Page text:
I had seen pictures of stomas before my colostomy operation but I wasn’t prepared for the first sightings of the shockingly pink colour of my bowel as it jutted blasphemously beyond the surface of my white abdomen — a terrifying glimpse into the inner workings of my body. Utterly disconcerting. The stoma, as it is called, the small mouth-like opening to the left of my navel, is approximately twenty-three millimetres in diameter and protrudes from the surrounding skin by a millimetre or so. It’s insanely wrinkled but the folds of flesh are smooth and rounded, just as you’d imagine a cross-section of intestine would look.
The stoma seems to have a life force of its own: a slow, rhythmic peristaltic movement that gently pushes its contents along. When the bowel is full, it opens up like a flower and, with a squelching fizzle, expels its offending load — a six to eight centimetre long stool as thick as a man’s finger. This can happen several times in succession, and since there are no sphincter muscles to physically hold anything back, the movement is uncontainable: an involuntary reflex action that one has no control over. When the fetid load has been discharged, the stoma becomes motionless (pun unintentional). The creases and folds come together and the little pink hole closes up.
A disconcerting feature of this little pink crater, this fairy ring of offal, is the way it spontaneously ejects gases. It’s unimaginably badly behaved, always blowing its trumpet exactly when you don’t want it to. It’s an errant, mischief-maker, and its loud to boot. A deep tuber-like rumble guaranteed to hit a flatulent note exactly when you don’t want it to: in the middle of an important meeting, or perhaps when you are out with friends and enjoying a meal in a restaurant. I have learned to make fun of it.
The pouch into which the stool collects, has a self sticking flange which adheres firmly to the skin. It also has a clear plastic window. This handy feature serves two purposes: it helps when positioning the pouch (the hole that fits around the stoma is machine-cut exactly to size), and it gives one an insight into how the stoma is working (through this little aperture one can observe the stools oozing out). It also has a rather ingenious charcoal filter which allows gases to escape unnoticed. One disadvantage, of course, is that the filter can become clogged. Then pouch will blow up like a balloon, the excess gases having no means of escape (unless you wear a two-piece bag or one that is openable). My bag is openable. One merely unravels the end and smooths the air out of the opening. It’s called: “burping the bag”. The charcoal filters are usually very efficient at sterilising unpleasant odours.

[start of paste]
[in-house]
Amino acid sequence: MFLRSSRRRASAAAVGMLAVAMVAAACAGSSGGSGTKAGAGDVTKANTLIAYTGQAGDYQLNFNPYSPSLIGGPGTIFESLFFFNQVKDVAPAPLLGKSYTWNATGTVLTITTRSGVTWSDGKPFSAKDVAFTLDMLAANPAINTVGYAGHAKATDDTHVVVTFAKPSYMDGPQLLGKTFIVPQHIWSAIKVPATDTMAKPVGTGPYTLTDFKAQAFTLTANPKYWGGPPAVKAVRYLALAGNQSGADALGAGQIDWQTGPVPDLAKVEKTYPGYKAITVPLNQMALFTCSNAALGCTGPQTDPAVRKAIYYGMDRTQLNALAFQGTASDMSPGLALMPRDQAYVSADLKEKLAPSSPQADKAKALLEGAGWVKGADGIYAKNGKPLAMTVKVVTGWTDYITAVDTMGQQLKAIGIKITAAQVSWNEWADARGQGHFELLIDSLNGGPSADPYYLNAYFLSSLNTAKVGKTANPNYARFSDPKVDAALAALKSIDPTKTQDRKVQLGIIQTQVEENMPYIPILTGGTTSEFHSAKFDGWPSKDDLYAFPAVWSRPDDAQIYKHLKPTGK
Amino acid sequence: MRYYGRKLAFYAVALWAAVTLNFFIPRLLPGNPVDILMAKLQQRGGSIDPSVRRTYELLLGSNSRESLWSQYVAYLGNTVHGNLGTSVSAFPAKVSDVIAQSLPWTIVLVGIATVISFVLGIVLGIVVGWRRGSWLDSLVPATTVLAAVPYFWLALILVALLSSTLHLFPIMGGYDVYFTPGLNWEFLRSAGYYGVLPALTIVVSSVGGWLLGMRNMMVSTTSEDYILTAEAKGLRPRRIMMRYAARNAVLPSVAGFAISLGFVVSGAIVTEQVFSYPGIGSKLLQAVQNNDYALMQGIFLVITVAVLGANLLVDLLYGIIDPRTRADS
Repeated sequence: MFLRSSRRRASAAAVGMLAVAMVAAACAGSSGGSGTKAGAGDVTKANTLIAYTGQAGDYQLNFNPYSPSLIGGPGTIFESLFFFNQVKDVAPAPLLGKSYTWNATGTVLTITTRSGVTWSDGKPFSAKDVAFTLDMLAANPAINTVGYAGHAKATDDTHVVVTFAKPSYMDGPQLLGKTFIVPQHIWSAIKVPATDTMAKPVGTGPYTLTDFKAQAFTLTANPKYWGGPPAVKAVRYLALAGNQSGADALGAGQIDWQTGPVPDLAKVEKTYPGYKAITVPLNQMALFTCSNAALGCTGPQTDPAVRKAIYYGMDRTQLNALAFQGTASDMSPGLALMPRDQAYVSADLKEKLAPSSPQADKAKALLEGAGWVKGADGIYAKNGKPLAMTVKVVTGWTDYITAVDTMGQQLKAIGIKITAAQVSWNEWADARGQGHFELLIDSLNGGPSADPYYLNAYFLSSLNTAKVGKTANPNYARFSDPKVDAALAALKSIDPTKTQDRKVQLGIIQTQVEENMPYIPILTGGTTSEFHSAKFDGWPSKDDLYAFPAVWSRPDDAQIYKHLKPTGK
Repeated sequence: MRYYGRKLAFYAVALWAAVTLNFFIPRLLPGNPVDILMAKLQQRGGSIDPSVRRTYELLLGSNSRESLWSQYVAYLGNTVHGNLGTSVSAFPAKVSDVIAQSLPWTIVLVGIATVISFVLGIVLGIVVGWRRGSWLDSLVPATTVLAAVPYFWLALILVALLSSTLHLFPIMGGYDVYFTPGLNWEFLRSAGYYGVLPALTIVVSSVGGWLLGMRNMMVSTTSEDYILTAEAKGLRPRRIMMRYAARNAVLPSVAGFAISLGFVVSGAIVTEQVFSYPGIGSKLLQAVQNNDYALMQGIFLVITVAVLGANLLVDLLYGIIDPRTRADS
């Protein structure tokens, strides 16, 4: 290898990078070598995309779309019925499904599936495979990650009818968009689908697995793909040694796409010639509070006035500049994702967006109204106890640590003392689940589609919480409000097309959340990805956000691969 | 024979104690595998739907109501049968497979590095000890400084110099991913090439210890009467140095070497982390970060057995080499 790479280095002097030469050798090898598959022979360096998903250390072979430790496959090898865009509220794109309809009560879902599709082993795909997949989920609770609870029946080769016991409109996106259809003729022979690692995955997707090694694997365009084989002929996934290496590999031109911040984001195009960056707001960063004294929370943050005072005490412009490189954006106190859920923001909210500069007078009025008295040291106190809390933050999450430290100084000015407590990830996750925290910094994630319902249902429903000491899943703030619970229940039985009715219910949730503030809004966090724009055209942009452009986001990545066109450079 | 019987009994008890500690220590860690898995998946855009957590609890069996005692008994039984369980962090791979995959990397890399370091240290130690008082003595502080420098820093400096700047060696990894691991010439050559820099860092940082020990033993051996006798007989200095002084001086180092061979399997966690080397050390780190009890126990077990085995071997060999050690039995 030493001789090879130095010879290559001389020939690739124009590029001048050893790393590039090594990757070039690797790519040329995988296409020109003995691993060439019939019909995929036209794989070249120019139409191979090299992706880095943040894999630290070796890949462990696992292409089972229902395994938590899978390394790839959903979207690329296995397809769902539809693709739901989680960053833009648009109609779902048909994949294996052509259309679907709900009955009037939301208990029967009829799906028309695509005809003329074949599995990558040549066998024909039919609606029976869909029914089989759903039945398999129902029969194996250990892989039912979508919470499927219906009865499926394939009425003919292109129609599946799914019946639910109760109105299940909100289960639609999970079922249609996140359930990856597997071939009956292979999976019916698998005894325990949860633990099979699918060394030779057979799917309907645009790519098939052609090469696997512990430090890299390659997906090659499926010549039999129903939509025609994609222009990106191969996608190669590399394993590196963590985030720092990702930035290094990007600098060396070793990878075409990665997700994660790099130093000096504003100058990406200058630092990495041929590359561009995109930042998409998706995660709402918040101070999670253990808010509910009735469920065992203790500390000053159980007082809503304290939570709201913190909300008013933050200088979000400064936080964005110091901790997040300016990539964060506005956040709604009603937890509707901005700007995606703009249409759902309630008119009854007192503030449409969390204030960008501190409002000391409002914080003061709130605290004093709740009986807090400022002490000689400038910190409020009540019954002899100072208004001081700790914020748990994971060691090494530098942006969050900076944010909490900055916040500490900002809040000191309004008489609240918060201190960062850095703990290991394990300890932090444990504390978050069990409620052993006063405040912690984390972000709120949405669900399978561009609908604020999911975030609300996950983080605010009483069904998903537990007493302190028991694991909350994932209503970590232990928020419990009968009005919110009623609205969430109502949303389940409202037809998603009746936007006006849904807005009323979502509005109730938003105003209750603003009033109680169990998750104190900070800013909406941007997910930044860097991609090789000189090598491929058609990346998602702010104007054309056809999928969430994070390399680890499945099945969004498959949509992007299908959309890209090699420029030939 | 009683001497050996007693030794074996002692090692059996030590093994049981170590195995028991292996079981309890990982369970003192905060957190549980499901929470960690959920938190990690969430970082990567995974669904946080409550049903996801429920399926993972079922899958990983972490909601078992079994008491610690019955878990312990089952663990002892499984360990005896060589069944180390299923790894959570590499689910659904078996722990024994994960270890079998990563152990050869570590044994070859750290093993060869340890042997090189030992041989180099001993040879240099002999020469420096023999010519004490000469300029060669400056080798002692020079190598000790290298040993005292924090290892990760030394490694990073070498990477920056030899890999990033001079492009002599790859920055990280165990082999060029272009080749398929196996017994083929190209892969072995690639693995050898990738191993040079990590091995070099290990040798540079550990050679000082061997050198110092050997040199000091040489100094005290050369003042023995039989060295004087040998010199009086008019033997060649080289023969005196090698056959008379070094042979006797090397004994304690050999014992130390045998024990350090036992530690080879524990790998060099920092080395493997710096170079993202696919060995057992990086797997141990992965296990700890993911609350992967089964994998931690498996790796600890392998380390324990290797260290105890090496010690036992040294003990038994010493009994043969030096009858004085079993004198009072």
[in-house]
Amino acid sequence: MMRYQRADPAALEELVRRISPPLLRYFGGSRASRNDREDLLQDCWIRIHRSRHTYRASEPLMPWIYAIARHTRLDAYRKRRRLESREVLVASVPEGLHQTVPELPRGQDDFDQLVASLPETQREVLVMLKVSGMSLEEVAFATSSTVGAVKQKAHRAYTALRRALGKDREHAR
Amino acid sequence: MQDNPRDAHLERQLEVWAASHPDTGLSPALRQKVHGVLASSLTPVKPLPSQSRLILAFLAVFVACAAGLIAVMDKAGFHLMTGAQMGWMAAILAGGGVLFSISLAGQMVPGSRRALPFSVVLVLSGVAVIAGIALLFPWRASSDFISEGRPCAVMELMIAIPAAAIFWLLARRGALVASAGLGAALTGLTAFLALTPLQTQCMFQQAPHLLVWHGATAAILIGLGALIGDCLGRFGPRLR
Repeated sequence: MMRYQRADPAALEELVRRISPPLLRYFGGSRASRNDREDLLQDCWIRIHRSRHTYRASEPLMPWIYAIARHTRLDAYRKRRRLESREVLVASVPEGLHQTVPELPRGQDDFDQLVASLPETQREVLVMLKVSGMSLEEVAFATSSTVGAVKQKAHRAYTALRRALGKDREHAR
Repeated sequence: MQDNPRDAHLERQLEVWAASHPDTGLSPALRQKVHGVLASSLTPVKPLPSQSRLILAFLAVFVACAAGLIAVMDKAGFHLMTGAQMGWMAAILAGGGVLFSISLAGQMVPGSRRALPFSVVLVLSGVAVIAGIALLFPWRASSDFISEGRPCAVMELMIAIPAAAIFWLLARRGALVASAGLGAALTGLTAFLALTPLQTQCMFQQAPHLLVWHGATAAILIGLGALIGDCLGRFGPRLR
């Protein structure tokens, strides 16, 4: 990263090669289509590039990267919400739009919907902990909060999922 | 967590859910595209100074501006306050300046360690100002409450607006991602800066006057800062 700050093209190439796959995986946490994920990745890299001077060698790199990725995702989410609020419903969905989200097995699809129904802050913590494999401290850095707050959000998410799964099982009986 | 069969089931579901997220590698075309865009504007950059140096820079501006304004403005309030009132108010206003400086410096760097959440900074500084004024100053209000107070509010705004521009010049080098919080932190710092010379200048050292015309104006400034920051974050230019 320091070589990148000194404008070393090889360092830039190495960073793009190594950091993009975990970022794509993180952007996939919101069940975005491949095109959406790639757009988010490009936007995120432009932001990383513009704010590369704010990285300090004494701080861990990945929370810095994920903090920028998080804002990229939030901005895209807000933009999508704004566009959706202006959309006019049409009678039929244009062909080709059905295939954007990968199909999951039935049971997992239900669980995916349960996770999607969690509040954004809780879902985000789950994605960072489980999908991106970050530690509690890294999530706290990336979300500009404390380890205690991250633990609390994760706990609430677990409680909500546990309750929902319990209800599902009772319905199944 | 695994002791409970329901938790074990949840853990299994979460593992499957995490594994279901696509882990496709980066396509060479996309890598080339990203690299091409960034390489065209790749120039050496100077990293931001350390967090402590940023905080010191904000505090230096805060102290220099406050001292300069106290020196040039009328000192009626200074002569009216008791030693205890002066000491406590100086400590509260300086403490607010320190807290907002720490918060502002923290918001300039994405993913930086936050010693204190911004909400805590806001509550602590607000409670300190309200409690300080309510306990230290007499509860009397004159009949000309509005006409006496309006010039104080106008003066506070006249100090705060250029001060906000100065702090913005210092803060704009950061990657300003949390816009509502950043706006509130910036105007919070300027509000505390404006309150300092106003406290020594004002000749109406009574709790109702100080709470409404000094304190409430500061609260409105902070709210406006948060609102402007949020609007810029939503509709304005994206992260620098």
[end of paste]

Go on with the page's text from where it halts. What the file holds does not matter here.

To remove the pouch, one lifts the edge of the flange and squirts glue remover beneath it. Repeat this process until the flange comes away from the skin. The used pouch is then placed in a small polythene bag which is tied and disposed of. Having exposed the stoma, the area is scrupulously cleaned with soap and water. A thin film of barrier cream is applied to the skin. This takes less than a minute to dry. Only then can the new pouch be pressed into position, the self adhesive flange smoothed down and around so that it is firmly stuck. Hey presto! Job done.
Occasionally, and quite unexpectedly, the stoma erupts as it is being cleaned. A small parabolic hollow forms in the surrounding flesh, which then suddenly flowers out and up as it discourages its putrid load. As the stool makes its squidgy exit, a quick calculation of its trajectory is necessary to avert a disaster. With a deft movement a cleansing wipe is strategically positioned to gather the squidgy eel, the grotesque remnants of previous meals rising like a Phoenix and threatening to defile its surroundings as it collapses under its own weight.
A fun way to determine how fast one’s peristalsis works, is to swallow sweetcorn whole. If you make a mental note of the day it was ingested, you can compare it to the moment it appears in your stools. Its rather amusing to see the yellow corn emerging from your body, the smooth kernels glistening within the stool as it is rudely ejected. For the record, mine takes approximately two or three days depending on how much fruit I’ve had. For example if I eat a kiwi in the morning, and three or four prunes in the afternoon, I can shunt the whole load through in forty-eight hours. Not bad for somebody with a spinal injury and a rather flaccid bowel.
How I love my stoma. If I could, I would give it a tender kiss — after a thorough clean, of course. Hey, maybe there’s an opening on you tube? I could become a millionaire, with many viewers fascinated by my little pink mound. I guess somebody, somewhere would find it sexually attractive. Perhaps if I licentiously slipped a sausage in and out? Yes, there’s potential there. I can see the money ticking up.